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The Gulf's Dizzying Tech Ambitions Present Risk & Opportunity

Threats and opportunities abound for the UAE and Gulf states, so can they deal with being a cybersecurity stronghold?

4 Min Read
A map of the Gulf states laid over the UAE flag
Source: Engdao Wichitpunya via Alamy Stock Photo

Cyberattacks know no geographic bounds. Malevolent actors are drawn like proverbial bees to high-value vulnerabilities, wherever in the world they may be. This explains why the oil-flush Persian Gulf region has become one of the globe's most attacked regions in recent times.

The UAE is the most targeted area in the Middle East when it comes to advanced persistent threats. Russian security firm Kaspersky claims to have worked on 49 investigative reports related to 16 cyber gangs actively targeting the Emirates since the start of the pandemic in 2020.

According to aeCERT, the UAE's computer emergency response team, there were 123,181 cyberattacks in the country in December 2020 alone. Malware accounted for 62% of attacks, exploits 31%, and phishing for 7%. Local survey results regularly indicate that UAE consumers are concerned for their cybersecurity welfare.

According to the WEF's "The Global Risks Report 2022," the risk of cybersecurity failure is ranked among the top five concerns for several small, highly digitalized economies, including the UAE, Denmark, and Japan.

Keep in mind that one of the world's most infamous ransomware attacks took place in neighboring Saudi Arabia in July 2021 at oil giant Aramco — where the attacker stole company files and demanded a $50 million ransom.

What's more, the Saudi government has reported an alarming increase in cyberattacks during the tourist-heavy Hajj religious season — more than 2 million attacks took place in one month alone in 2022, according to the kingdom's deputy minister of Hajj and Umrah.

Digital Nations

Along with its bountiful oil riches and thriving financial centers, the Gulf is home to a young and highly digitized population. The UAE, Saudi Arabia, and Qatar recently topped global rankings for Internet usage  — with 100% of their respective populations connected to the Web.

As Gulf countries look to diversify from hydrocarbon revenues toward a more sustainable future, digitization is at the top of the agenda. The six Arab nations of Saudi, UAE, Qatar, Bahrain, Oman, and, less so, Kuwait have all unveiled colossally ambitious plans to become hyperconnected tech economies in the coming years.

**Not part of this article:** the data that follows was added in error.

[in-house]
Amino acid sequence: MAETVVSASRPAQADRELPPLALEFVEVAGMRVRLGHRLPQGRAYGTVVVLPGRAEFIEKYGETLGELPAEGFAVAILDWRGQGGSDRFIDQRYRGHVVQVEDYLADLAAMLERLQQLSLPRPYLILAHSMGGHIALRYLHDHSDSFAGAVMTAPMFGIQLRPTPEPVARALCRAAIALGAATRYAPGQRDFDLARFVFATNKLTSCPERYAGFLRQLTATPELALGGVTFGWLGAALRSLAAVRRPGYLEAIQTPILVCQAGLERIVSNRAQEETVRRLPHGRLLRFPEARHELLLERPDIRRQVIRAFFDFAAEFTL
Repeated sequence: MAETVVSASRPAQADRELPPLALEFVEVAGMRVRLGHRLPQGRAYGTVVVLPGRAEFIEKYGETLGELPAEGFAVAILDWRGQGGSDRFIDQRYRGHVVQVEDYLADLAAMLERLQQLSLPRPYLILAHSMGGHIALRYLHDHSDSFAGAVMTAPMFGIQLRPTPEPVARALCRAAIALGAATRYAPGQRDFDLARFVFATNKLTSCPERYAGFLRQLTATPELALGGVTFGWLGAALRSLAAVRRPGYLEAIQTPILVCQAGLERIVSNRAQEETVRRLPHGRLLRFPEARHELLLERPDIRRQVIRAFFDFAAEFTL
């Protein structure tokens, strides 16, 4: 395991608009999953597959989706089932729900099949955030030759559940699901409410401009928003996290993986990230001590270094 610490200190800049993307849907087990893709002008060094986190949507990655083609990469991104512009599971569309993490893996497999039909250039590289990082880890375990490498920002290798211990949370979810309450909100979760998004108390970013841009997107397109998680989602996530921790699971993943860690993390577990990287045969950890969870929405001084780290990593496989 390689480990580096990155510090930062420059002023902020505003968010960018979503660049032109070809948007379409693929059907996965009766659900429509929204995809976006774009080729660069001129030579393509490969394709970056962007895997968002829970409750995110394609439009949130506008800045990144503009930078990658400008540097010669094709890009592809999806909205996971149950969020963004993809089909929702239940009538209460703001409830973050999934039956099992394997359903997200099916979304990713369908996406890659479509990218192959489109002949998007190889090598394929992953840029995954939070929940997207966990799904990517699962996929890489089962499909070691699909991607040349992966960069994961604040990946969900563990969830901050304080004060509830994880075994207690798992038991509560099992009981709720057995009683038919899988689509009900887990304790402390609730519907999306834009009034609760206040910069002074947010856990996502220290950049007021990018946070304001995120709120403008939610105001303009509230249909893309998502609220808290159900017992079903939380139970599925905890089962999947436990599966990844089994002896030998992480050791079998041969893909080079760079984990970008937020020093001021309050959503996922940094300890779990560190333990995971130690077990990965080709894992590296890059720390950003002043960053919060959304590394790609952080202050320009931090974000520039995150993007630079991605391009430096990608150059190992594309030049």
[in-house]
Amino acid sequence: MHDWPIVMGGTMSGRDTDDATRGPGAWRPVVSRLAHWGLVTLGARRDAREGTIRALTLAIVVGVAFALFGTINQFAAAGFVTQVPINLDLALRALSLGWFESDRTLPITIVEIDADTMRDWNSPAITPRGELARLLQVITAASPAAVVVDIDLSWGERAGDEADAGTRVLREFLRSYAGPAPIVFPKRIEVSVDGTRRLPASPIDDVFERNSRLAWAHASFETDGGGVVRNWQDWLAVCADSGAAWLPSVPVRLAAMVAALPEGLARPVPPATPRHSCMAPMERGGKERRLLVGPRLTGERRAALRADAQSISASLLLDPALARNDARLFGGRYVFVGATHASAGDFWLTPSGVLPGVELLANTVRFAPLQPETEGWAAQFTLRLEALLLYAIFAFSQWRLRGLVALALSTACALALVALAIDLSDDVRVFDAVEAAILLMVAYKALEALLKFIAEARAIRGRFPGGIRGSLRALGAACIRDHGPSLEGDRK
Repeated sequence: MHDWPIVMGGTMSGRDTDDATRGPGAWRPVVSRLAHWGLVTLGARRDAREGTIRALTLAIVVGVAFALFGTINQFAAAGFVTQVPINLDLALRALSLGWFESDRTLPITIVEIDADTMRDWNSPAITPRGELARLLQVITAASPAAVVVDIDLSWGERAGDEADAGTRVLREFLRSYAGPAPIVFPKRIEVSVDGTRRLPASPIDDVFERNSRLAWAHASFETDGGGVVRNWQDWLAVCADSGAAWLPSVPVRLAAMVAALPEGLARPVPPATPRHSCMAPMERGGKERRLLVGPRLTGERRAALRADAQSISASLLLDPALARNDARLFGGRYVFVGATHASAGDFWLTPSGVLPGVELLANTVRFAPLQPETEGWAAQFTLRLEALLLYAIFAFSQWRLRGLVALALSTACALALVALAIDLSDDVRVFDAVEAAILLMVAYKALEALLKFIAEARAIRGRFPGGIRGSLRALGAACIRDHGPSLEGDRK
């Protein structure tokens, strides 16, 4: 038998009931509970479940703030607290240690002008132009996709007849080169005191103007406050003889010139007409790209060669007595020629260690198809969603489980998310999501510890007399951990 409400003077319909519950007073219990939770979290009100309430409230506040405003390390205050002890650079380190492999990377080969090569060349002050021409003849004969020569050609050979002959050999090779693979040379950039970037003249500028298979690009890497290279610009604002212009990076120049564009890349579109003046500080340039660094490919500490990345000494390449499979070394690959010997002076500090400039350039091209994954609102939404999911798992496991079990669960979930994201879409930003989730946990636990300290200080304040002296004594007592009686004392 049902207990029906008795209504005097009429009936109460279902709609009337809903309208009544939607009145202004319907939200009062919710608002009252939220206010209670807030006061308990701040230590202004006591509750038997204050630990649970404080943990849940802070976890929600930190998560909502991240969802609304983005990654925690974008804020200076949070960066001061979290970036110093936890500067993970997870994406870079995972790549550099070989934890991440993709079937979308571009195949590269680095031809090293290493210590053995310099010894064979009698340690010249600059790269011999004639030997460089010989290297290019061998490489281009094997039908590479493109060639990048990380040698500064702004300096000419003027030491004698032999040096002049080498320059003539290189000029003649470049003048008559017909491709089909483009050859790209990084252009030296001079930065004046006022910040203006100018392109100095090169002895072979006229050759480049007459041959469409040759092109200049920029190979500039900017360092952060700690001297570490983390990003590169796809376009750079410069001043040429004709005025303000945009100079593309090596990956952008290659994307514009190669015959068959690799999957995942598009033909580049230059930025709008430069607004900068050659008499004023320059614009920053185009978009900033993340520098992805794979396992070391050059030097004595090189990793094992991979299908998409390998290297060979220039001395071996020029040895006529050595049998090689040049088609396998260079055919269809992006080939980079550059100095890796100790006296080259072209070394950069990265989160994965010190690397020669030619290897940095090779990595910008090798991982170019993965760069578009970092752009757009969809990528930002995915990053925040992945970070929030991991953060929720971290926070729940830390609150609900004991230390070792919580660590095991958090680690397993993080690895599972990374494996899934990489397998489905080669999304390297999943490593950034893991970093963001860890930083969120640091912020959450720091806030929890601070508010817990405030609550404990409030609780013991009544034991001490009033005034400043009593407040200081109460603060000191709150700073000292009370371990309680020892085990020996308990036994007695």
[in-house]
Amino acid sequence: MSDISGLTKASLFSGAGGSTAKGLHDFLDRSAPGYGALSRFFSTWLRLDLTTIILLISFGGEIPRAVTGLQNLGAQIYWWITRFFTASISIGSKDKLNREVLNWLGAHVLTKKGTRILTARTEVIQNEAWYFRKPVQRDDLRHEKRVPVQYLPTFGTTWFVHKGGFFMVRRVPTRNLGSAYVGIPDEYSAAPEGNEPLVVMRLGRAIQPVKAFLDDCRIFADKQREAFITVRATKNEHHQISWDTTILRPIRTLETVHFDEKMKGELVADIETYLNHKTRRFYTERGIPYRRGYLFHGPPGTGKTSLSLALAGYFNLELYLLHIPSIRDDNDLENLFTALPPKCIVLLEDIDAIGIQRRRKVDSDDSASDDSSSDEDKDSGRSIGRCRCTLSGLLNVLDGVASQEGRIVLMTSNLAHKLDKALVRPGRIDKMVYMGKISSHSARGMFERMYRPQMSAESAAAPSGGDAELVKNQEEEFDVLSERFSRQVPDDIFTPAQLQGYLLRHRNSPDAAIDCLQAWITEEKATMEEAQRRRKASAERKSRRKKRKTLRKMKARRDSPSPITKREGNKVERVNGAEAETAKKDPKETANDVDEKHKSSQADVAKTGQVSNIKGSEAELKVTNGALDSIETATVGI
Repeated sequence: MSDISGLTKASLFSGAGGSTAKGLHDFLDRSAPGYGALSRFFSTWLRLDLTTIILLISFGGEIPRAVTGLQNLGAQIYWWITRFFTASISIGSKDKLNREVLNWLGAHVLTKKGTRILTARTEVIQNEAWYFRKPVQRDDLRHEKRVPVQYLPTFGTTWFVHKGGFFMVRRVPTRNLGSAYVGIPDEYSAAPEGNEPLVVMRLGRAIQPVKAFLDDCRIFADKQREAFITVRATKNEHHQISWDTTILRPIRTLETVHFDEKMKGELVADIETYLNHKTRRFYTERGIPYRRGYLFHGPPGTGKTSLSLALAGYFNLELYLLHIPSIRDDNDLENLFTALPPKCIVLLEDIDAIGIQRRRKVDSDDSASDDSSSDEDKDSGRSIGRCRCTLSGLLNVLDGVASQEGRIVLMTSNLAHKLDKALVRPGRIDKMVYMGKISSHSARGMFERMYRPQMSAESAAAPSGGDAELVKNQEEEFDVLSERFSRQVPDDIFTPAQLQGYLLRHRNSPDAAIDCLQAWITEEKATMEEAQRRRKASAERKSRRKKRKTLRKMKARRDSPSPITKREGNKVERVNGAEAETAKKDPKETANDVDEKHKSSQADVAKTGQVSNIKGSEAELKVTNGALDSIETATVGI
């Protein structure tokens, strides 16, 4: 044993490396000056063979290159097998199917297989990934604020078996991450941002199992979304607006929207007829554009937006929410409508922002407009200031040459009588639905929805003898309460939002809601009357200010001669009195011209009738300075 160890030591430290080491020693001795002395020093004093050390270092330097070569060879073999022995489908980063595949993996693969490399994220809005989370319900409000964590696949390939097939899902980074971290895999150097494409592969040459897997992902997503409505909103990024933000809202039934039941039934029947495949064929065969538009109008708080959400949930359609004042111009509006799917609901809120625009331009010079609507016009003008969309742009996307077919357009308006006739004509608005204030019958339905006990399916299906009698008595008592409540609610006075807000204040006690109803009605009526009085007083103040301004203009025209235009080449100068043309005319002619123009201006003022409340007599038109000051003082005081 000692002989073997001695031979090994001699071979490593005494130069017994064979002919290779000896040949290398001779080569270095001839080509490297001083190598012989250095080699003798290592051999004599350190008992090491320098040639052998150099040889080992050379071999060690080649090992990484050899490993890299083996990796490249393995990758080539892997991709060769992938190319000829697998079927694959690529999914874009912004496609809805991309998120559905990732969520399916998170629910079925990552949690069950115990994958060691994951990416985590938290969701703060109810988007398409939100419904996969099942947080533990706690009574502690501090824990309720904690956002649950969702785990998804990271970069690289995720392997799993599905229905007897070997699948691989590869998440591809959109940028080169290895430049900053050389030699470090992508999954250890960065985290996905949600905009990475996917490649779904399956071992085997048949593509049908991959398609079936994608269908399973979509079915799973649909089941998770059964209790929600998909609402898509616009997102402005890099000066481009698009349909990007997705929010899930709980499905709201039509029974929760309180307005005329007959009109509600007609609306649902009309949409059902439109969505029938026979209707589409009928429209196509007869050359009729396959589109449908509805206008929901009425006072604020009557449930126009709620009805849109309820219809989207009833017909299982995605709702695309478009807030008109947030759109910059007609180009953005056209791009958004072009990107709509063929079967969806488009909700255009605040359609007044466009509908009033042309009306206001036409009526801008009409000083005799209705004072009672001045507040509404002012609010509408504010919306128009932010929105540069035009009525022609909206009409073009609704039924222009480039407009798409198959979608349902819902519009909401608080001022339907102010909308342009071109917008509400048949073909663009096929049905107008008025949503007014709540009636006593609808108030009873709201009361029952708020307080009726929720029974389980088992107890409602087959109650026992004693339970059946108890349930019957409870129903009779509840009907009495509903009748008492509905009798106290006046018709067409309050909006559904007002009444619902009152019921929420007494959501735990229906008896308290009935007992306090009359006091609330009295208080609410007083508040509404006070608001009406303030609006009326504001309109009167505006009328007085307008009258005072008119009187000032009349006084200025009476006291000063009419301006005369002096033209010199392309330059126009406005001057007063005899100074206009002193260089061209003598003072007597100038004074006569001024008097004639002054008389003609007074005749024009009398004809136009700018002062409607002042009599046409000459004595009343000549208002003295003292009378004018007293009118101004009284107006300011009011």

Dubai (which is part of the UAE) is already running large parts of its government on the blockchain, while Saudi Arabia's Central Bank is experimenting with the blockchain and frontier financial-technology sandboxes.

Dubai, in particular, has designs on leapfrogging Western nations to become the global leader in artificial intelligence (AI) by 2031. The boisterous emirate is already a thriving testbed for radical technologies such as flying cars and robot lifeguards. Meanwhile, Saudi Arabia has broken ground on constructing "Neom" — the world's smartest city. This $500 billion megadistrict will house 1 million people, run on solar power, and utilize robot drivers and AI medics.

The Gulf has serious designs on global tech supremacy — but make no mistake, the region is not naively buccaneering into the world of digitization. Its leaders are equally zealous about cyber resilience and cybersecurity. Their collective shrewdness surrounding security arises from a long-held guardedness surrounding sovereign data (it was only relatively recently that Gulf nations allowed US cloud servers onto their domestic soils).

As such, the Gulf nations are mindful of the need to create effective cyber-resilience frameworks. Like cyber-mature Western nations, they are keen to encourage joined-up cooperation and initiatives between the private sector, government bodies, and the general public.

For example, Dubai and Saudi Arabia have modeled their own cyber centers on the UK's prestigious National Cyber Security Centre (NCSC) model — with help from British consultants.

The Gulf's cyber-protection efforts have paid off: In the International Telecommunications Union's Global Cybersecurity Index 2020 rankings, Saudi Arabia ranked second and UAE fifth out of 194 countries worldwide.

Golden Opportunity for Vendors

In a boon for global cybersecurity companies, the Middle East's cybersecurity market is projected to be worth $31 billion by 2030 as governments take measures to protect their infrastructure, according to business consultants Frost & Sullivan. The same analysis claims the industry's value, about $7.5 billion in 2022, will grow at a compound annual growth rate of nearly 20% over the next seven years.

Saudi Arabia is the largest market, with over 60% market share, followed by the UAE. Both countries stand at the forefront of regional cybersecurity, leading the charge in terms of regulation, technological advancement, workforce development, and cyber strategies. 

About the Author(s)

Alicia Buller, Contributing Writer

Alicia Buller is a London-based business and technology journalist with several years' experience working in Dubai. She specialises in cybersecurity and Middle Eastern affairs.

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